Professor Emeritus George Carvell has been a member of the Department of Physical Therapy faculty at the University of Pittsburgh for 47 years. When he retired in 2022, he was not content to sit back and relax—instead, he published his book Gray Matter On My Mind: Brains Wired For Survival and Success. It was a process that took him over two decades to complete.
Carvell found his passion for science at a young age. “When I was in eighth grade, the U.S.-Soviet race for space was beginning, so there was a sudden push for STEM programs,” he explains. “My eighth-grade science teacher inspired my love for the subject. I have always admired nature and have always tried to figure out how things, animate and inanimate, work. That has stayed with me for my whole life.” His fascination with the human body started in high school and he majored in biology at Gettysburg College. Following graduation, he taught science to eighth graders, who were not always interested or engaged. “I found out that for some of these kids, science and eighth grade is an oxymoron,” he quips, “I don’t recommend teaching science to eighth graders.” He decided to leave his teaching position and began his studies in physical therapy at the University of Pennsylvania. He had his first official neuroscience and neurology courses, and he was hooked.
After practicing PT for a number of years and pursuing his Master in Medical Science at Emory University, Carvell found himself at the University of Pittsburgh. He began teaching in Pitt’s Department of Physical Therapy and enrolled in the Department of Neurobiology, Anatomy and Cell Science as a PhD student while working as an instructor full-time. His research then, and continuing until his retirement, was related to anatomy, physiology and behavior of rats using their whiskers to relay touch information to the circuitry in their brains. “The coolest thing about my research is the ability to see and hear neurons chattering during an electrophysiological study of a rat’s brain,” Carvell exclaims, “Some people think I’m a little weird for this passion.”
His favorite thing about teaching neuroscience is when he can explain a difficult concept to his students, and they actually seem to know what he’s talking about. This is what inspired him to write a book on how to teach neuroscience to people with little to no formal background on the subject. “I would like individuals, whether they be students, clinicians, researchers or lay readers who are just curious about how the brain may work, to read this book and hopefully learn something new and interesting about the very organ they use to learn,” says Carvell. He uses humor throughout his writing to keep the reader engaged in the oftentimes dry material.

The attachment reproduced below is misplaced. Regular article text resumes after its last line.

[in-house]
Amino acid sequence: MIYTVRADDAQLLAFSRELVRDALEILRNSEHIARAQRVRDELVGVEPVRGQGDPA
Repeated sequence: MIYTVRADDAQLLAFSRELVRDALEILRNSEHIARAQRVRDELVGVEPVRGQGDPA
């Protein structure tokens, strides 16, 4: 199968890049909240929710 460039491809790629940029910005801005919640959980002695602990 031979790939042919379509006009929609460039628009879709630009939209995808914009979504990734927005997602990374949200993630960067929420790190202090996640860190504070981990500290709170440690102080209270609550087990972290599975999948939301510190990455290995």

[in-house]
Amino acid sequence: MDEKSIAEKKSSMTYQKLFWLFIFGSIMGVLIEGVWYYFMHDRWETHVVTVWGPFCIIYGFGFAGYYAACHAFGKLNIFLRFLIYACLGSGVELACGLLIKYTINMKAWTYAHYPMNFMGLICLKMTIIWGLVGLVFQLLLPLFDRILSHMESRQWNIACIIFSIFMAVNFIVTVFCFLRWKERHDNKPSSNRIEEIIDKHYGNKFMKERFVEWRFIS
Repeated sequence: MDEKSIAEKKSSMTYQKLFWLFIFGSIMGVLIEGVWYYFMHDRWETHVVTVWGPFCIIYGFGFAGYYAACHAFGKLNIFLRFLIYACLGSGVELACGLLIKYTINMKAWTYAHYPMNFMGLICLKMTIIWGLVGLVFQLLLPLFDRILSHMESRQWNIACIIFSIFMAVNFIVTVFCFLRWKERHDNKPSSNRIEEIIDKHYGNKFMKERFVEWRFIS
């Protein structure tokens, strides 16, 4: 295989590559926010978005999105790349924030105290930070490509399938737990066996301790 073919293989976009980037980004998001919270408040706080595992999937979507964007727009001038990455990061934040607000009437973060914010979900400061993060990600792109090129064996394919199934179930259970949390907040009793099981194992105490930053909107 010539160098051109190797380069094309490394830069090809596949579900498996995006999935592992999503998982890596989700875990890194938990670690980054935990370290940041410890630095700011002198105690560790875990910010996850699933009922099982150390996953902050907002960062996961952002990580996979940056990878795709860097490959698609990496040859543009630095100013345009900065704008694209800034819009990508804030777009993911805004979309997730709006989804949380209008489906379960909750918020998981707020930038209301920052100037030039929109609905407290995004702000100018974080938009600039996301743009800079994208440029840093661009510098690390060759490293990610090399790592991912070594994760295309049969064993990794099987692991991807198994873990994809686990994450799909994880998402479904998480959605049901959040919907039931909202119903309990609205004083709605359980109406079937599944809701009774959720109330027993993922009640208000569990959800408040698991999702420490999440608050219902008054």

Carvell started his journey to publication in the 1990s. “Writing this book was a long, arduous and sometimes bumpy road for me. I have gone through probably a hundred different drafts and I kept adding more material and editing and editing some more,” he explains, “There were many times when I told myself this was not worth all the time and effort, but when I could see a final product that was actually working, the time and effort was then worthwhile.” Finally, after 23 years of failing to reach an agreement with a publisher, he decided to publish it through Creative Commons as an Open Access eBook. “It is unlikely there will be a second edition if it takes me another 23 years to get it ready,” he jokes.
Professor Carvell wanted to share his favorite passage from the first chapter of GMOMM:
“Scientists by their very nature are inquisitive people who typically see science as more of a matter of formulating testable questions to advance our understanding rather than providing a final answer to complex phenomena in nature (truth). More often than not, research findings lead to incomplete answers that, in turn, provide more refined questions and new approaches. Dedicated scientists and clinician-scholars have repeated “scratch your head-what does that mean?” moments in the laboratory or clinic. If the scientist scratches her head but then does nothing, that will not lead to progress. If the head-scratching leads to action, progress may be made. On the other hand, if she scratches someone else’s head without permission,she may become quite unpopular.
Science is the intellectual “itch” that keeps on returning to the curious. The cure is not a lotion or potion but is the scientist’s incentive driving that curious individual to take demonstrative action and to persevere in the face of daunting challenges, both intellectual and fiscal.” Page 39, Gray Matter On My Mind: Brains Wired For Survival and Success, George E. Carvell, PhD, PT University of Pittsburgh© 1999-2022.
His book is currently available as an Open Access eBook —you can read more here!